Health Care Foibles – A Personal Tale

An example of the stupid things even doctors do when it comes to health care. 

In March of 2013 I wrote Healing the Health Care Cost Conundrum. Four years later, in March of 2017, I have retired from the US Army and am practicing medicine in Memphis, TN. My practice is in the inner city, and our focus is serving the Medicaid population. Our patients are impoverished and often very sick, with chronic diseases frequently showing up 20 years earlier than in their more affluent counterparts. Many live in dangerous communities, have no reliable transportation, and have unhealthy food. Obesity is the norm, violence is taken for granted, and serious mental illness is widespread. It comes as no surprise that many patients abuse drugs, citing chronic pain that may or may not be real. Some come to the clinic for no other reason than to feed their drug habit, and try to get narcotics to generate a little extra income. It is the toughest medical environment I have encountered since my combat tour in Iraq.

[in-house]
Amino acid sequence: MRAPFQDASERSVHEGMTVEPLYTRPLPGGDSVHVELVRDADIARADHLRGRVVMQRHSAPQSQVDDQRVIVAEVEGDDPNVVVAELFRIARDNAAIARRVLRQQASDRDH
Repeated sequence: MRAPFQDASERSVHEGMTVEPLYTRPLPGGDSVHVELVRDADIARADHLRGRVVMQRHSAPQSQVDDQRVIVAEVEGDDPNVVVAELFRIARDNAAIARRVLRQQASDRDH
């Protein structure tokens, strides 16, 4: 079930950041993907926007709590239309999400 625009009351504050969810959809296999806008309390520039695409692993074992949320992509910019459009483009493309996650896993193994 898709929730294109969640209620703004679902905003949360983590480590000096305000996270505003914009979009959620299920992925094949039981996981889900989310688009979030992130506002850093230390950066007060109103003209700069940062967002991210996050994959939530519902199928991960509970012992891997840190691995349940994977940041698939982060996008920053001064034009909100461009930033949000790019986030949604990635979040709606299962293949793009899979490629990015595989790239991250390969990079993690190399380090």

Meanwhile at the policy level, Obamacare is proving too expensive to sustain, and just yesterday Republicans in the House of Representatives failed to pass a bill with their plan to reform health care. While the survival of Obamacare causes rejoicing in some and consternation in others, the simple truth is that neither the Patient Protection and Affordable Care Art (Obamacare) nor the American Health Care Act (Republican bill) are health care reform, they are health insurance reform. Both pieces of legislation regulate how health care is paid for, not how it is delivered. With all due respect to our legislative leaders, they cannot improve health care delivery. Only health care professionals can make health care all that it needs to be. This is what those in my practice are trying to do – build a system that can provide quality, affordable, medical care to the poorest Americans. If we can do that, in conjunction with others around the nation striving for the same goal, American health care will be transformed.